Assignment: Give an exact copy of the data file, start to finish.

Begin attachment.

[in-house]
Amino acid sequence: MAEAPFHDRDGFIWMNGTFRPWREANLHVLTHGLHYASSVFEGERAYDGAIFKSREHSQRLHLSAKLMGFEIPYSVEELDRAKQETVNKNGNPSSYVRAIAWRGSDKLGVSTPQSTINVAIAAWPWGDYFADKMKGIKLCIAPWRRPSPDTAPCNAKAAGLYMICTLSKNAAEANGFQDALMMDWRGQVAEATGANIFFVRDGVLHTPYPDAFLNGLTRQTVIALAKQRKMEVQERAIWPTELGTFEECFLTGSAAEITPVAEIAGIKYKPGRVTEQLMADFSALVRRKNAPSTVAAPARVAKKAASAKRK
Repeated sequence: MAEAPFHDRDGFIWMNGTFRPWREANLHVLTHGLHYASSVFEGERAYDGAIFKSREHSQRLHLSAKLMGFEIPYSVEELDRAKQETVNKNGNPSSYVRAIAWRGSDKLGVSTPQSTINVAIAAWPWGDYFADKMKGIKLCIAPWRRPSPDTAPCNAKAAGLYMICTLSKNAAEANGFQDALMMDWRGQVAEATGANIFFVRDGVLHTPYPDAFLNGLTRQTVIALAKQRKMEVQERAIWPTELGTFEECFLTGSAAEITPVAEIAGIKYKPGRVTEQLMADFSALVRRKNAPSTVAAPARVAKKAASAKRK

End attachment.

[in-house]
Amino acid sequence: MAEAPFHDRDGFIWMNGTFRPWREANLHVLTHGLHYASSVFEGERAYDGAIFKSREHSQRLHLSAKLMGFEIPYSVEELDRAKQETVNKNGNPSSYVRAIAWRGSDKLGVSTPQSTINVAIAAWPWGDYFADKMKGIKLCIAPWRRPSPDTAPCNAKAAGLYMICTLSKNAAEANGFQDALMMDWRGQVAEATGANIFFVRDGVLHTPYPDAFLNGLTRQTVIALAKQRKMEVQERAIWPTELGTFEECFLTGSAAEITPVAEIAGIKYKPGRVTEQLMADFSALVRRKNAPSTVAAPARVAKKAASAKRK
Repeated sequence: MAEAPFHDRDGFIWMNGTFRPWREANLHVLTHGLHYASSVFEGERAYDGAIFKSREHSQRLHLSAKLMGFEIPYSVEELDRAKQETVNKNGNPSSYVRAIAWRGSDKLGVSTPQSTINVAIAAWPWGDYFADKMKGIKLCIAPWRRPSPDTAPCNAKAAGLYMICTLSKNAAEANGFQDALMMDWRGQVAEATGANIFFVRDGVLHTPYPDAFLNGLTRQTVIALAKQRKMEVQERAIWPTELGTFEECFLTGSAAEITPVAEIAGIKYKPGRVTEQLMADFSALVRRKNAPSTVAAPARVAKKAASAKRK